Saturday, October 14, 2017

A Word for Our Times: Funitude

by Meg Sonata

A Word for Our Times: Funitude

That word actually exists in the Urban Dictionary. I thought I made it up this morning after reading the news until I couldn't endure further enlightenment on America's current obsessions. In an act of intellectual rebellion, I checked out the Charleston Gazette-Mail, and found this marvelous column by Garrison Keillor, which I recommend if your funny bone is aching for humor, too: "Welcome to the Abyss."  

Must we act grim and nearly apocalyptic to prove our brains are functioning? Garrison Keillor says, No! It's comic relief that we need to demonstrate our frontal lobes haven't cut out completely. It's that little poke in the ribs from a friend who suggests that maybe the world won't end today--at least not until we've finished a decent meal and shared a joke--or not until we've gone for a walk where the Grim Reaper never spends his time--like a Mad Tea Party perhaps, or a song from childhood like "Mersey Dotes and Dozy Doats," which spins us round and gets us off this news cycle of bedlam and hell and unfunitude.

So, here's to a decent weekend: That means we seek that little surprise from a forgotten source like Garrison Keillor, who keeps right on diagnosing modern life as a cup short of sanity. He reminds us that we don't prove our brilliance by acting all snarly and constantly finding fault with the human race. That behavior takes no talent at all. No! It's the capacity to see the big picture which demonstrates even the most basic aptitude for health and happiness. In that big picture of life, there ain't no yin without a yang. So, go for the bright light of morning, even if carrying one's own flashlight comes with the territory. 

Thursday, October 5, 2017

Calling Agatha Christie to Las Vegas

With all the hubbub over guns, Congress, terrorists, and gambling addicts, the Las Vegas shooting has created a new variation on the one puzzle sure to rivet mystery readers from here to Australia and back. Even the shooting victims--in a most painful kind of extortion of the dead--have been hijacked to distract attention from one key fact in the Las Vegas atrocity. This hideous crime creates a locked room mystery. 

From the first reports to the most recent accounts of the awful tale, versions accumulate of the final 70 minutes of waiting before the SWAT team breached the gunman's door--and discovered his body. Perhaps video recordings will resolve discrepancies, but so far, readers have heard that HE shot through the door at the SWAT team; he killed himself after killing 58 victims and injuring 520 strangers below his windows; and his body, along with 23 weapons, lay on the other side of that door, waiting to be discovered by police.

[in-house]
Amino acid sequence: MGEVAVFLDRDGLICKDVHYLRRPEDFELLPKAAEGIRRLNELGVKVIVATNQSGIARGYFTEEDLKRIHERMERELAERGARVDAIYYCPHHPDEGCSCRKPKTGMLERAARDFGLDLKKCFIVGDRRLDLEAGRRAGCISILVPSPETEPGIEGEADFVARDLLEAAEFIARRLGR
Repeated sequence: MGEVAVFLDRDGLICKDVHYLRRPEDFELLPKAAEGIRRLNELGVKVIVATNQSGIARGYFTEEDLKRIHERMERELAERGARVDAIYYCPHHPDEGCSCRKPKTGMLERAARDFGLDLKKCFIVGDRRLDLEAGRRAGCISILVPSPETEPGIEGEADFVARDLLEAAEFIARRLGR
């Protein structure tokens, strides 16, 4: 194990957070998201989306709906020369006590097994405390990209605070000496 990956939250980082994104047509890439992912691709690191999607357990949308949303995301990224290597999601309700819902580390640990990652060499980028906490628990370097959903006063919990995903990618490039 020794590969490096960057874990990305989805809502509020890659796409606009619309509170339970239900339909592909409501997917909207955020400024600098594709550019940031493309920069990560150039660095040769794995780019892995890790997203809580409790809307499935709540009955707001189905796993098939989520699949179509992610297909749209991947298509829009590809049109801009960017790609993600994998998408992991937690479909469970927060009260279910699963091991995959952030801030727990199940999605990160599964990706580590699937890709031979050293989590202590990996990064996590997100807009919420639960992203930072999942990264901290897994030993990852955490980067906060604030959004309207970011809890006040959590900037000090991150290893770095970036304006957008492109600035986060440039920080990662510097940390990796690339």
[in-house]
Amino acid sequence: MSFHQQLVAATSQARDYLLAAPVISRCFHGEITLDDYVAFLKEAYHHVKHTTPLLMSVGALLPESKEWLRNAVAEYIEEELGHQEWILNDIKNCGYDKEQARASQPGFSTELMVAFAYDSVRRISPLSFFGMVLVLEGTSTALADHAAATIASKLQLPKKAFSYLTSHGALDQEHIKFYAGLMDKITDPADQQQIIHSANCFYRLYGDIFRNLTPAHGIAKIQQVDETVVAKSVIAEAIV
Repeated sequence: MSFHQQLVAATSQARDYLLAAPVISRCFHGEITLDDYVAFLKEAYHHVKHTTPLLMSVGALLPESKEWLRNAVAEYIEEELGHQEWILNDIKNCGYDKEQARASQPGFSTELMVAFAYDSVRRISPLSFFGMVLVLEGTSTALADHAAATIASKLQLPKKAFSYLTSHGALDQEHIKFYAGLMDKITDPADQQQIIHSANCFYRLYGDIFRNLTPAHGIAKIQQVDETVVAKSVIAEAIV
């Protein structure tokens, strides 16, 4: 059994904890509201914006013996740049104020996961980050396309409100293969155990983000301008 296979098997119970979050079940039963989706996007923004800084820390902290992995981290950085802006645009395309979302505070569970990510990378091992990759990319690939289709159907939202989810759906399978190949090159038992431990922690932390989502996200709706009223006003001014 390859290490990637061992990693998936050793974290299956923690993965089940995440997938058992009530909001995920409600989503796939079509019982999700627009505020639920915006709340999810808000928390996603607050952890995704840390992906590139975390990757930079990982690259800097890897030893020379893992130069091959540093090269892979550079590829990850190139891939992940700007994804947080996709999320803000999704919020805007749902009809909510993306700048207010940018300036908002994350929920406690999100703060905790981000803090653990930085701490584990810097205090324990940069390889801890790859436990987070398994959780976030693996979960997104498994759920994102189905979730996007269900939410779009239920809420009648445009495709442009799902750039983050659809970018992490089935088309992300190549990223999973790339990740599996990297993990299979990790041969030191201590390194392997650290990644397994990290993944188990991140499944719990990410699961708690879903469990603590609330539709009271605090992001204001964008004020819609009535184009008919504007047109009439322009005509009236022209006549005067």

The police have explained that they were under orders to wait for the SWAT team to arrive before breaching the door. Meanwhile, no information has so far been released indicating the state of that body which awaited discovery. Was it warm or cold? Had rigor mortis set in, turning the flesh rigid? Analysts have observed that a single individual could not fire 23 weapons and accomplish a massacre of those proportions in the eleven minutes of recorded firing. So, who besides Agatha Christie could solve a crime this complex and baffling?

Tuesday, September 12, 2017

Why Create Robots to Replace Ourselves?

By Meg Sonata
          When Harvey and his girlfriend Irma are not trashing the American 

landscape, the skies fill with unemployment alerts. Jobs in restaurants, 

warehouses, and delivery systems are supposedly about to go to robots. 

Uber has announced its thrilling conversion to robot drivers. Educators 

have been warned that they, too, will soon be replaced by mechanical 

substitutes. Sex robots have even popped onto the scene. Meanwhile, 

where are the protests over this scandalous development?
          In the college classroom, I once asked students to vote on these 

scenarios. If they were in the hospital, would they prefer to be comforted 

by a robot or a human being? If they were choosing supervision for their 

children, would they prefer their offspring's guardians to be mechanical 

or human? Unfailingly, their hands shot up to indicate their choice to keep 

society and civilization within the human domain. So why does the media 

now storm us with enthusiastic crusades for robots?
          Have unemployment lines suddenly become THE place to be? Is 

America recruiting H-1B visa immigrants to stand in unemployment lines 

along with their buddies, mechanically replaced American workers? If

mental health experts want new project, how about this? Can they 

discover why anyone would support his/her displacement in their own 

lives? No matter how cute a robot may be, it is not YOU! Isn't that point 

obvious? So how about campaigning—for such a delightful change
to keep life on this extraordinary planet obnoxiously and surprisingly 


Thursday, August 17, 2017

Removing Statues Is Stupid Economics

by Meg Sonata

Will you visit Atlanta and Charleston if they look just like Dunkirk, NY? The latter has no grand statuary to attract tourists--unless they trek off to nearby Jamestown, NY, which indulged in a rare kerfuffle over a commissioned statue of Lucille Ball, the town's guardian saint, since Western New York is NOT famous for its sense of humor.

Okay, once we've taken down all the grand statues and put up the trigger warnings, what is left of an attractive community in the United States? Do you enjoy seeing film of yourselves shoving and being shoved in political contests completely devoid of historical accuracy? No one dares mention Northern carpetbaggers now. They may have been too colorful and unscrupulous to pass the ratings tests. 

Of course, hysterical historical current events are a bonanza for students who always hated history--and the poor teachers assigned to teach history through the seasons as parents complained about "unfairness"--and administrators whined about budgets and buildings and declining revenue. Who needs dates anyway? Aren't they just a fruit which sticks in your teeth?